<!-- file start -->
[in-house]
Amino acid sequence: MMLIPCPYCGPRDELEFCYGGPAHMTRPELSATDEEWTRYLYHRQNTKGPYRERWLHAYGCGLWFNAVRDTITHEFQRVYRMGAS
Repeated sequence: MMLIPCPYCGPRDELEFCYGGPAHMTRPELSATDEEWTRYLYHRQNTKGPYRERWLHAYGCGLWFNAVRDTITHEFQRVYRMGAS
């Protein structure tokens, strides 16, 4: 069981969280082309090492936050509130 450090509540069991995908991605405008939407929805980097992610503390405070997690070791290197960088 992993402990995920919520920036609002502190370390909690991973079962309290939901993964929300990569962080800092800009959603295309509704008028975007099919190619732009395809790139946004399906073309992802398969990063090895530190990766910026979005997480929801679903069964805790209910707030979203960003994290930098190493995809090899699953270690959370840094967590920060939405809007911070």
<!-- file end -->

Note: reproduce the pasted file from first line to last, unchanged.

[in-house]
Amino acid sequence: MMLIPCPYCGPRDELEFCYGGPAHMTRPELSATDEEWTRYLYHRQNTKGPYRERWLHAYGCGLWFNAVRDTITHEFQRVYRMGAS
Repeated sequence: MMLIPCPYCGPRDELEFCYGGPAHMTRPELSATDEEWTRYLYHRQNTKGPYRERWLHAYGCGLWFNAVRDTITHEFQRVYRMGAS
């Protein structure tokens, strides 16, 4: 069981969280082309090492936050509130 450090509540069991995908991605405008939407929805980097992610503390405070997690070791290197960088 992993402990995920919520920036609002502190370390909690991973079962309290939901993964929300990569962080800092800009959603295309509704008028975007099919190619732009395809790139946004399906073309992802398969990063090895530190990766910026979005997480929801679903069964805790209910707030979203960003994290930098190493995809090899699953270690959370840094967590920060939405809007911070």